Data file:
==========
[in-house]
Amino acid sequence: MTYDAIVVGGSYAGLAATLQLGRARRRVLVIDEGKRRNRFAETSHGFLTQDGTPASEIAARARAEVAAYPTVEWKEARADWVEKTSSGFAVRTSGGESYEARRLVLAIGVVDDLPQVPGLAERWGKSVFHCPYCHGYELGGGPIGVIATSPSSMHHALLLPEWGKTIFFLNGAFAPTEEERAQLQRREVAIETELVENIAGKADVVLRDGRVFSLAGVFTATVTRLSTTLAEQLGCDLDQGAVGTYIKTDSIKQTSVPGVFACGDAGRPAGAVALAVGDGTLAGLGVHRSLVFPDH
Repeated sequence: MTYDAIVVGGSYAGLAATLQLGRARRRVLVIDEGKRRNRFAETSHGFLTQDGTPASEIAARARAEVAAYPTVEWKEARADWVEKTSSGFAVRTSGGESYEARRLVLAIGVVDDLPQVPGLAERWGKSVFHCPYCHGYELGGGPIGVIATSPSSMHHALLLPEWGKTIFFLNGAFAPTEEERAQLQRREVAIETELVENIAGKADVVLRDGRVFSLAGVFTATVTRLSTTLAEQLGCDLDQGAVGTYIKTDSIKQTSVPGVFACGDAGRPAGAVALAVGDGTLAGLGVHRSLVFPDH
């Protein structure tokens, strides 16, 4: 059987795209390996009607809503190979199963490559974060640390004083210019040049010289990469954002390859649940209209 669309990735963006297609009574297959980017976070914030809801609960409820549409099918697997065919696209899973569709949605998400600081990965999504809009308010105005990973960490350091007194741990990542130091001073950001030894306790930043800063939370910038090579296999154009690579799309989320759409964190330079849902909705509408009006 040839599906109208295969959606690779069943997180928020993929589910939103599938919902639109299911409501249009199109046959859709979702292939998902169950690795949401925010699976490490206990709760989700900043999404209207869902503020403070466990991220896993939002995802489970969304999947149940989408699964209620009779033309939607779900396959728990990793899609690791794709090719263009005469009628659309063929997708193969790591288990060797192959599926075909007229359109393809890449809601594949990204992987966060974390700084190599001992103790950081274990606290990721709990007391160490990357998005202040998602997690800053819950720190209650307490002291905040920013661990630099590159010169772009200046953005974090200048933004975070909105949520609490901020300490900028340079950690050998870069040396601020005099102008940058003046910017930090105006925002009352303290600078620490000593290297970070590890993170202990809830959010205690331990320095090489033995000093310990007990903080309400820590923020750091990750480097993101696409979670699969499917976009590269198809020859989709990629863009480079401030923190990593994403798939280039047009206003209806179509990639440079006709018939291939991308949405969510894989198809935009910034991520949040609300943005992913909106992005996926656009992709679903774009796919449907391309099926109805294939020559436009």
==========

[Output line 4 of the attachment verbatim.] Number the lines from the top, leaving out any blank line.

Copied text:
């Protein structure tokens, strides 16, 4: 059987795209390996009607809503190979199963490559974060640390004083210019040049010289990469954002390859649940209209 669309990735963006297609009574297959980017976070914030809801609960409820549409099918697997065919696209899973569709949605998400600081990965999504809009308010105005990973960490350091007194741990990542130091001073950001030894306790930043800063939370910038090579296999154009690579799309989320759409964190330079849902909705509408009006 040839599906109208295969959606690779069943997180928020993929589910939103599938919902639109299911409501249009199109046959859709979702292939998902169950690795949401925010699976490490206990709760989700900043999404209207869902503020403070466990991220896993939002995802489970969304999947149940989408699964209620009779033309939607779900396959728990990793899609690791794709090719263009005469009628659309063929997708193969790591288990060797192959599926075909007229359109393809890449809601594949990204992987966060974390700084190599001992103790950081274990606290990721709990007391160490990357998005202040998602997690800053819950720190209650307490002291905040920013661990630099590159010169772009200046953005974090200048933004975070909105949520609490901020300490900028340079950690050998870069040396601020005099102008940058003046910017930090105006925002009352303290600078620490000593290297970070590890993170202990809830959010205690331990320095090489033995000093310990007990903080309400820590923020750091990750480097993101696409979670699969499917976009590269198809020859989709990629863009480079401030923190990593994403798939280039047009206003209806179509990639440079006709018939291939991308949405969510894989198809935009910034991520949040609300943005992913909106992005996926656009992709679903774009796919449907391309099926109805294939020559436009």